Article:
Computed tomography showed a well-defined encapsulated fusiform soft tissue mass with a density of 20–30 HU, minimal appreciable enhancement, causing scalloping of the adjacent bone and thinning of the buccal cortex

Based on the radiological features, a diagnosis of benign nerve sheath tumor was made. Histopathological examination of core biopsy revealed loosely arranged fascicles of spindle cells with loose myxoid stroma. No cellular atypia was seen. The features were suggestive of a benign nerve sheath tumor.

Surgical excision of the tumor was done under general anesthesia. The tumor was seen encasing the mental nerve which was subsequently resected at the level of the mental foramen [Figure 6]. Cut section of the tumor showed a solid, gray-white mass with myxoid areas [Figure 7].

Figure 6
The mental nerve was resected at the level of the mental foramen
Figure 7
Cut section shows solid, gray-white mass with myxoid areas

Histopathological examination showed a myxoid tumor with hypocellular areas in nodules merging with collagenised areas. Abundance of myxoid areas was seen insinuating between muscle and fascial planes. Bland spindle cells were seen in short fascicles and whorls in the myxoid zone. No mitoses or atypia were seen [Figure 8]. A diagnosis of LGFMS was made. Differential diagnoses included myxoid neurofibroma and schwannoma. Immunohistochemical analysis showed strong positivity for vimentin and negativity for S100 protein, desmin, smooth muscle actin (SMA), CD34, CD31, CD68, cytokeratin (AE1/AE3) and epithelial membrane antigen (EMA) [Figures [Figures99 and and10].10]. Based on the histopathological and immunohistochemical findings, a final diagnosis of LGFMS was given.

Figure 8
Bland spindle cells with no atypia in short fascicles and whorls in the myxoid zone (H&E stain, ×40)
Figure 9
Positivity of vimentin in tumour cells (IHC stain, ×100)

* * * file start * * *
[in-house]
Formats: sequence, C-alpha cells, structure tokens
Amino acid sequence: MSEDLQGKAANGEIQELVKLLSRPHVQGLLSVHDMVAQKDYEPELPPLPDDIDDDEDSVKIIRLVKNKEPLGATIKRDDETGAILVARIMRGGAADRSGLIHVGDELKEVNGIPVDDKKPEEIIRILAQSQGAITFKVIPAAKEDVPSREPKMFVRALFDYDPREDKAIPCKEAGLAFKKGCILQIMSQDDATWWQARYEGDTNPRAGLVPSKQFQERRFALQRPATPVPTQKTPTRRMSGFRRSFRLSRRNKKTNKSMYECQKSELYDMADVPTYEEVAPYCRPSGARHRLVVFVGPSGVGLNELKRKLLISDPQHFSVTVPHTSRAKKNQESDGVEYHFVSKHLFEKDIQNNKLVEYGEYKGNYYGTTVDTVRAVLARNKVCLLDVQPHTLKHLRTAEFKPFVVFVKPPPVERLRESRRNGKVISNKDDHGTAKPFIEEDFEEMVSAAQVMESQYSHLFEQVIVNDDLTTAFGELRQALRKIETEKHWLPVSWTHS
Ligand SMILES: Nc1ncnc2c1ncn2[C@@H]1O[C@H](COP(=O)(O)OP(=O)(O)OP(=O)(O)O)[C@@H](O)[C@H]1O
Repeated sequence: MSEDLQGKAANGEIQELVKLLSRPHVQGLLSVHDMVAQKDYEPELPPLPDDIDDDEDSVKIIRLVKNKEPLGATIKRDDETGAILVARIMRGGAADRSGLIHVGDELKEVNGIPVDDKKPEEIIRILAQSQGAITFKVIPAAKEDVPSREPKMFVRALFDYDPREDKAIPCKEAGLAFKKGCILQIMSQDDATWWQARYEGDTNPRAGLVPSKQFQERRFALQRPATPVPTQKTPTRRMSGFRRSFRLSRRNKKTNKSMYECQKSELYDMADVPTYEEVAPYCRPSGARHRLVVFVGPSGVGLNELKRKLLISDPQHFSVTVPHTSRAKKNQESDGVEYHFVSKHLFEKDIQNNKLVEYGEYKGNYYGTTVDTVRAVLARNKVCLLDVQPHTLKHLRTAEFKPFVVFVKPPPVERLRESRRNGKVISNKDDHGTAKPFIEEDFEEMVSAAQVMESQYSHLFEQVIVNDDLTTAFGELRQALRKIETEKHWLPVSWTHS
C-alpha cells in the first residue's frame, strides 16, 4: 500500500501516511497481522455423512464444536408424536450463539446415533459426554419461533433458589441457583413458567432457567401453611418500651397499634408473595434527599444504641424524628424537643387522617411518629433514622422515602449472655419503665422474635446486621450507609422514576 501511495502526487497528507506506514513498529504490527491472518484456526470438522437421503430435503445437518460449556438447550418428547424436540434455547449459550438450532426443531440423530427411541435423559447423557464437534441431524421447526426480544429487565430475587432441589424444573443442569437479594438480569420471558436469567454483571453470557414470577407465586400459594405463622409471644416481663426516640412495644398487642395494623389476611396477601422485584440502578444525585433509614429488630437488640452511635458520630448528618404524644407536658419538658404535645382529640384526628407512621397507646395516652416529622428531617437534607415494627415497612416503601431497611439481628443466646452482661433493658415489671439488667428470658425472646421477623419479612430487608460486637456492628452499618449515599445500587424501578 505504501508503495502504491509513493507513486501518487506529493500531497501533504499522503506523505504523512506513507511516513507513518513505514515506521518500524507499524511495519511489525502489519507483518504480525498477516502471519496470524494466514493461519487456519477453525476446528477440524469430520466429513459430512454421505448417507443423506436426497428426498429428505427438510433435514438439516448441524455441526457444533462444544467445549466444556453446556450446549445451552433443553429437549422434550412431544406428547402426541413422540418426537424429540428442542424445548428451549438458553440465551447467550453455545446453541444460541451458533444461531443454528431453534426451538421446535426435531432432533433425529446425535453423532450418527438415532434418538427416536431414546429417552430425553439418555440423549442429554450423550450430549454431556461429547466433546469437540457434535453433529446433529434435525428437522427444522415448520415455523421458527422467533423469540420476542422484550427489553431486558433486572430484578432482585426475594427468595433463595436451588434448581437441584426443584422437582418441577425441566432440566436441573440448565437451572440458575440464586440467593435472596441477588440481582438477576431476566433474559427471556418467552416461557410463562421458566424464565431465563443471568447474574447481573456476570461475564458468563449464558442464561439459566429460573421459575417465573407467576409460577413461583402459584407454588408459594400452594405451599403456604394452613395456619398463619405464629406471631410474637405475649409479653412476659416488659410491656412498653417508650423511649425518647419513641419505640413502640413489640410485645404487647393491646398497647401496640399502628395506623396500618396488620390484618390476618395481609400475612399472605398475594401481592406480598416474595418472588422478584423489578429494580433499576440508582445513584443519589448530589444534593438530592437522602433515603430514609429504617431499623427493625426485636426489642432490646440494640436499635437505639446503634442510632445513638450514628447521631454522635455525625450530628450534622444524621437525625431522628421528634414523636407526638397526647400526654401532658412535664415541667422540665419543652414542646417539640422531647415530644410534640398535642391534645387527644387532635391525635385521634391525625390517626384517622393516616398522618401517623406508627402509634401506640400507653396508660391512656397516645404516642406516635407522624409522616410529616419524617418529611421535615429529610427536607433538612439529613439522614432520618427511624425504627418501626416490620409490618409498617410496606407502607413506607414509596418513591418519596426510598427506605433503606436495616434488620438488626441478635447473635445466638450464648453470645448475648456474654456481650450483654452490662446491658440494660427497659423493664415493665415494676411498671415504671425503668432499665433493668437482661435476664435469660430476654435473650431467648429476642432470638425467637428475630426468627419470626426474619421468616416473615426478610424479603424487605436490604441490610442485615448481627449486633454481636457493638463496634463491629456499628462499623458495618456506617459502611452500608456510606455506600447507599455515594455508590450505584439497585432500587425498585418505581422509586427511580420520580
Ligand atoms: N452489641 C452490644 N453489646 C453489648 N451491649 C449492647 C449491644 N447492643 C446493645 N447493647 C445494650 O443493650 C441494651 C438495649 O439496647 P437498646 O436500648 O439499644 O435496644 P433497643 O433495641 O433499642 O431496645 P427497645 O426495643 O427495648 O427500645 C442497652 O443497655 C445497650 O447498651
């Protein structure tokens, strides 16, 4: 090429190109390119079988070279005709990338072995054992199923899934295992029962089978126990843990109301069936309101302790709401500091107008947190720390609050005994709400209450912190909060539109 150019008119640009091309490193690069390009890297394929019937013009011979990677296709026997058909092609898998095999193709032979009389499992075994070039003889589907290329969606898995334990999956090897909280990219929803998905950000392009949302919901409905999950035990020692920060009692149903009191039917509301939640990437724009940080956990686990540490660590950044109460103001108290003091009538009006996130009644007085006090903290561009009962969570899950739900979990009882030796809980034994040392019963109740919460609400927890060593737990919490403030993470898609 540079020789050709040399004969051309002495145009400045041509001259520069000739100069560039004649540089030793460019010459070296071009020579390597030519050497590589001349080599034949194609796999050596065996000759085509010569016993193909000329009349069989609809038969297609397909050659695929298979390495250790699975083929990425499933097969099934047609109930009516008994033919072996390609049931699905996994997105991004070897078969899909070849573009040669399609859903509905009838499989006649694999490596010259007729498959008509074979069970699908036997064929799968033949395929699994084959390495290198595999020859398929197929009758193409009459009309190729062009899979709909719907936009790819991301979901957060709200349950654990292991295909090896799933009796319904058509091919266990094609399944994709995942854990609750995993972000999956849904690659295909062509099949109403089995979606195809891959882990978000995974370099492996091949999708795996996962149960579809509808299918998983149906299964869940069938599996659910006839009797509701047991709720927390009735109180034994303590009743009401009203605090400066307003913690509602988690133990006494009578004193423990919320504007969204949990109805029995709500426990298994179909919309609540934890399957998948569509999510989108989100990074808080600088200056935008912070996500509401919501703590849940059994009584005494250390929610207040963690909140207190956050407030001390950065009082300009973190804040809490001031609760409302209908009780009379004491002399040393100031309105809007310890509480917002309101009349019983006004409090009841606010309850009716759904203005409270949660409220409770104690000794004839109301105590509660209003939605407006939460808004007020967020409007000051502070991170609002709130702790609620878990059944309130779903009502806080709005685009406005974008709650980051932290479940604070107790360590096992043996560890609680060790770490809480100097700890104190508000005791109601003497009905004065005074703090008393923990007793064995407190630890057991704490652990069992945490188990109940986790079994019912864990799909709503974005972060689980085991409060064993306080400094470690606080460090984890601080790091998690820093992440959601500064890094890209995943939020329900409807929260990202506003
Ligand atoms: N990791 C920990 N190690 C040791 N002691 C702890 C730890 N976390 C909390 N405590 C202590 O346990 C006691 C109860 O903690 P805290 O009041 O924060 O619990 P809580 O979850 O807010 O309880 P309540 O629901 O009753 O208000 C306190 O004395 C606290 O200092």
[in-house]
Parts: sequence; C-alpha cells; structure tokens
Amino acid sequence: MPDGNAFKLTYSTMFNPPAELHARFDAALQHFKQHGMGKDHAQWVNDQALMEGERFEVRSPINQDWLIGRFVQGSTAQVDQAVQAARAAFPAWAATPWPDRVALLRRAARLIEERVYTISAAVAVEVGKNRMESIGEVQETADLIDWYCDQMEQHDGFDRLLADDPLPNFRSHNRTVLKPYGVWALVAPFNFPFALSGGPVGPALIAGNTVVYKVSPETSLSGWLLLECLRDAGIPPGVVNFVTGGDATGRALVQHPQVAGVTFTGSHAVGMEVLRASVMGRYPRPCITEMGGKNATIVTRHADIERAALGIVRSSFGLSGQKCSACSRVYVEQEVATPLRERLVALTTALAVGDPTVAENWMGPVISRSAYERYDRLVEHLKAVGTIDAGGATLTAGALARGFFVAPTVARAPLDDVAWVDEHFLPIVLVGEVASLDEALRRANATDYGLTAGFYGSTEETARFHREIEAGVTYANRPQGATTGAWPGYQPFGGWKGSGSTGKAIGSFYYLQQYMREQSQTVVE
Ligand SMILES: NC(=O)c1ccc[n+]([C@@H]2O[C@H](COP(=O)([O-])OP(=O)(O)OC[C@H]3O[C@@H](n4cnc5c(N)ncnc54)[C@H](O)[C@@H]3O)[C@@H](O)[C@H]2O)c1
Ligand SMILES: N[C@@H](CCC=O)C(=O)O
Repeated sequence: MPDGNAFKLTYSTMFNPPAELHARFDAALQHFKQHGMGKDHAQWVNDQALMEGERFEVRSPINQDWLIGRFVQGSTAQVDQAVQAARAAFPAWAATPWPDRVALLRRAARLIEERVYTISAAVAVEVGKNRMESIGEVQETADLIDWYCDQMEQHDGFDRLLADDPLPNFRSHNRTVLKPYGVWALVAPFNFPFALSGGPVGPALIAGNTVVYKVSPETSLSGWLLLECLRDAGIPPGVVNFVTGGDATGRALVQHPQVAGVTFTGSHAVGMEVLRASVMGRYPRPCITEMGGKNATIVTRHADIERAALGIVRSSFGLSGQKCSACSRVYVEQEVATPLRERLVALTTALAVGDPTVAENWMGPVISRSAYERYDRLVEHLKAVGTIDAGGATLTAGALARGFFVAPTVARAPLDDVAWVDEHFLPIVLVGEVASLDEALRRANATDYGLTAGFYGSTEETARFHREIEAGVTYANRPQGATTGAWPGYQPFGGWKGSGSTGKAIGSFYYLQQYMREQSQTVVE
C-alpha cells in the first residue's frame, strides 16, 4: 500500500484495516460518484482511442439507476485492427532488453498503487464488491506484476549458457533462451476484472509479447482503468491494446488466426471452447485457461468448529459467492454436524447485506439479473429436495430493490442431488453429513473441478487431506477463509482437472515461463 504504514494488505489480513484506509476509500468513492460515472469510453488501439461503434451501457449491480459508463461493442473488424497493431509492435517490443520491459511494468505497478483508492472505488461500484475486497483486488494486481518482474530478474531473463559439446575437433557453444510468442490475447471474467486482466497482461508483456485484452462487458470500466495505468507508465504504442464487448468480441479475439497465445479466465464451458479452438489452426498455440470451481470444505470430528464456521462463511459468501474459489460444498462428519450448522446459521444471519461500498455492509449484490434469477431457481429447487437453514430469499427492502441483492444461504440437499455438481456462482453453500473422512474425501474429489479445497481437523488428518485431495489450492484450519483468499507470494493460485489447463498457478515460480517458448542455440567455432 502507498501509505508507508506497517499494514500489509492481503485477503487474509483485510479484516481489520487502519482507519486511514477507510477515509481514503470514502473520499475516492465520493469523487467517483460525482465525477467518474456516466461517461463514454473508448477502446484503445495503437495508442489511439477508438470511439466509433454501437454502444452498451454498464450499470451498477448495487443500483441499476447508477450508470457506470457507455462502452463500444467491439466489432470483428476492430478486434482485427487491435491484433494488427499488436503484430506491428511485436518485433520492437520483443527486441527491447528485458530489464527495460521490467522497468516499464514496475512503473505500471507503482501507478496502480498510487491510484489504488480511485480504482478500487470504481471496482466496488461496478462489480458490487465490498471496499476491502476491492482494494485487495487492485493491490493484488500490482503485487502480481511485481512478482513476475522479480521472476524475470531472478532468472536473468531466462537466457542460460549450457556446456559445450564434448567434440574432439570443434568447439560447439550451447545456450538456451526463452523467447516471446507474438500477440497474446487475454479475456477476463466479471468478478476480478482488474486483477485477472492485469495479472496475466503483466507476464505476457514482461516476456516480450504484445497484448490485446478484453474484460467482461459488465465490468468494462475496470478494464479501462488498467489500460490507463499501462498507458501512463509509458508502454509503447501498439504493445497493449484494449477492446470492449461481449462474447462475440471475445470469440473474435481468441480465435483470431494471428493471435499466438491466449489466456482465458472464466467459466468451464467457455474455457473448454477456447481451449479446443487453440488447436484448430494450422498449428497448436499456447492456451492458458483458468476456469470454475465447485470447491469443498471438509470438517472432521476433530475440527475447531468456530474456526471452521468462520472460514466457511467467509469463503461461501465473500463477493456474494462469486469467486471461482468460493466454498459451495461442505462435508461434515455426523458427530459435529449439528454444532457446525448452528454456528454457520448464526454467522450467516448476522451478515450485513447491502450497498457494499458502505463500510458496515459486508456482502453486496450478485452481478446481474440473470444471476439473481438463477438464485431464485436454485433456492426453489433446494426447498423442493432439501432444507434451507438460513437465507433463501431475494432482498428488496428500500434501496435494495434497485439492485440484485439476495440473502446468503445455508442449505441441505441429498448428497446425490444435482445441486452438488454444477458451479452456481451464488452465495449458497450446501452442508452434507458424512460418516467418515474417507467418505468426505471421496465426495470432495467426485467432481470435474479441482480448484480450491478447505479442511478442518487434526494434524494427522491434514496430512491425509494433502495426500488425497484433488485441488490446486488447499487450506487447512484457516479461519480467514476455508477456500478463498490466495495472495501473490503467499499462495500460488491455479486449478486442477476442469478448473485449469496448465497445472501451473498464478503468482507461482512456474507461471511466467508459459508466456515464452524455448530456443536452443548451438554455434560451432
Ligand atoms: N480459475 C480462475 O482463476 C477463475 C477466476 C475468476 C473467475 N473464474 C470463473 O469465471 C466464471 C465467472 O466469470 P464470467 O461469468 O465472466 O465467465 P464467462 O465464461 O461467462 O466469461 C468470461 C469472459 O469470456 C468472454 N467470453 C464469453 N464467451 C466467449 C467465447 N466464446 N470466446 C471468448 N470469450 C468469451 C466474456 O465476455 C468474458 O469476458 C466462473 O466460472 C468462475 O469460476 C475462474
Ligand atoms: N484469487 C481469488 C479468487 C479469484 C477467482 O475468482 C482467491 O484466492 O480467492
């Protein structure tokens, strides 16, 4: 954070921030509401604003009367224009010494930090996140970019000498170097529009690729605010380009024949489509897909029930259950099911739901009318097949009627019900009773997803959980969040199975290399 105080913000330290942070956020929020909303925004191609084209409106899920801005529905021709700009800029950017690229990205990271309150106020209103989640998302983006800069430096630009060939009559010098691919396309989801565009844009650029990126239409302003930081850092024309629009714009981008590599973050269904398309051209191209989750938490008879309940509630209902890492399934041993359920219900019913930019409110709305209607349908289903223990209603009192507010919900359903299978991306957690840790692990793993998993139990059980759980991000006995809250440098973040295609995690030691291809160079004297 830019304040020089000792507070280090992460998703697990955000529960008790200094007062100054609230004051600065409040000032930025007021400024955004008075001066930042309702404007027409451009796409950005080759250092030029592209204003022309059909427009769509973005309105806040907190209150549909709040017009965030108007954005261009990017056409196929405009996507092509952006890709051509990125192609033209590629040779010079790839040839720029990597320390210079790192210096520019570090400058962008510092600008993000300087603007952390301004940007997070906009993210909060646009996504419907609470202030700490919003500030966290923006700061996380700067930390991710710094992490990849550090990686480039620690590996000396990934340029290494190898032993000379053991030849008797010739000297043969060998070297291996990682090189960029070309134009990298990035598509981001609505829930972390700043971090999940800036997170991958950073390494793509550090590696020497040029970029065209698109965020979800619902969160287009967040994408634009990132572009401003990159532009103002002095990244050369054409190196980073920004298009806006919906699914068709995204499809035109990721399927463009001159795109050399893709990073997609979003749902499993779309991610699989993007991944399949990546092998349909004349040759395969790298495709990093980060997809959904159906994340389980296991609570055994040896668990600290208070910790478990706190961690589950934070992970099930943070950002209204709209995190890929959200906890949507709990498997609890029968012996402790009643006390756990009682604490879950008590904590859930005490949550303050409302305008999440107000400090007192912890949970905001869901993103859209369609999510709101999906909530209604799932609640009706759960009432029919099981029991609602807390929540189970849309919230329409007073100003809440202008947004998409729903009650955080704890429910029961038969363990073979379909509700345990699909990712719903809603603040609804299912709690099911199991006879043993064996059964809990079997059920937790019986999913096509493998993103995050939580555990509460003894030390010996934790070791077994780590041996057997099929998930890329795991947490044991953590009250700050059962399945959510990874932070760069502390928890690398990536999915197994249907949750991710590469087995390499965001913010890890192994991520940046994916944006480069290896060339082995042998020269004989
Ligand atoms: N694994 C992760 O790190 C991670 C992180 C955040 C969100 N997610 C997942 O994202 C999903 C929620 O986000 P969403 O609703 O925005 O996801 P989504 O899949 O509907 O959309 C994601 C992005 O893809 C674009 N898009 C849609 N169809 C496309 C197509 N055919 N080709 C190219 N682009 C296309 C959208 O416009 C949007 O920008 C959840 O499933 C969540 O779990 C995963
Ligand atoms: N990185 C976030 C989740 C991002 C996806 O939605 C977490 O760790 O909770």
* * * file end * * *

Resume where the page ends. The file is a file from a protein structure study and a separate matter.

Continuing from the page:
Figure 10
S100 negative in tumour cells (IHC stain, ×40)

DISCUSSION

LGFMS is a rare soft tissue neoplasm described first by Evans in 1987.[1] In his original paper, Evans had described the tumor histopathologically as a bland appearing soft tissue neoplasm associated with aggressive behavior and high degree of local recurrence or local metastasis.[1] In his second paper in 1993, Evans reported 12 cases of LGFMS, of which nine patients had local recurrence and seven patients experienced distant metastasis and died from LGFMS.[2] Folpe et al. in 2000, described 54 cases of LGFMS and reported that only 9% of the cases showed local recurrence and 3% showed distant metastasis.[3]

The tumor mainly affects the young and middle-aged with an age range of 20–50 years having no gender predilection.[4] The most frequent sites of occurrence of this tumor are the lower extremities, followed by the trunk and groin, upper extremities and buttocks. LGFMS involving the maxillofacial region is a very rare entity with only six cases reported in English literature till date[4,5,6,7,8,9] [Table 1]. Our case is the seventh involving the maxillofacial region.

Table 1
Reported cases of low grade fibromyxoid sarcoma in the maxillofacial region

It is extremely difficult to make a diagnosis of LGFMS before surgical intervention because of the relatively benign clinical nature and nonspecific findings of imaging modalities such as USG, CT and magnetic resonance imaging (MRI). USG shows a mildly heterogeneous, hyperechoic mass.[5] CT usually demonstrates a well-delineated, relatively low density to isodense tumor.[5] Contrast enhanced CT shows heterogeneous enhancement, but sometimes the enhancement is not obvious, as in our case. MRI shows homogeneous signal intensity similar to muscle on T1-weighted images and heterogeneous low to high signal intensity on T2-weighted images. Gadolinium-enhanced MRI shows heterogeneous enhancement.[5]

Morphologic and molecular overlap of hyalinizing spindle cell tumor (HSCT) with giant rosettes and sclerosing epithelioid fibrosarcomas with LGFMS suggests the possibility of considering them as variants.[10] Evans described the typical histological findings of LGFMS as contrasting fibrous and myxoid areas with moderate to low cellularity, deceptively benign-appearing spindle cells with no or slight nuclear pleomorphism and rare mitotic figures and a swirling, whorled growth pattern.[2] In addition to these features, two cases of LGFMS with heterotopic ossification and giant rosettes have also been reported.[11,12] Only incipient rosettes were seen in our case.

Although there is no specific marker for LGFMS immunohistochemistry is essential to exclude the possibility of tumors with similar histopathologic findings. MUC4 is now considered highly specific and quite sensitive marker helpful in distinguishing LGFMS from mimics.[10] Markers including S100, SMA, desmin, CD34, CD31, CD68, EMA and cytokeratin (AE1/AE3) have been used to distinguish between a number of tumors. Only vimentin is positive in all LGFMS.[13] Perineurioma is diffusely positive for EMA.[4] S100 is positive for neurofibroma whereas solitary fibrous tumor expresses CD34.[13]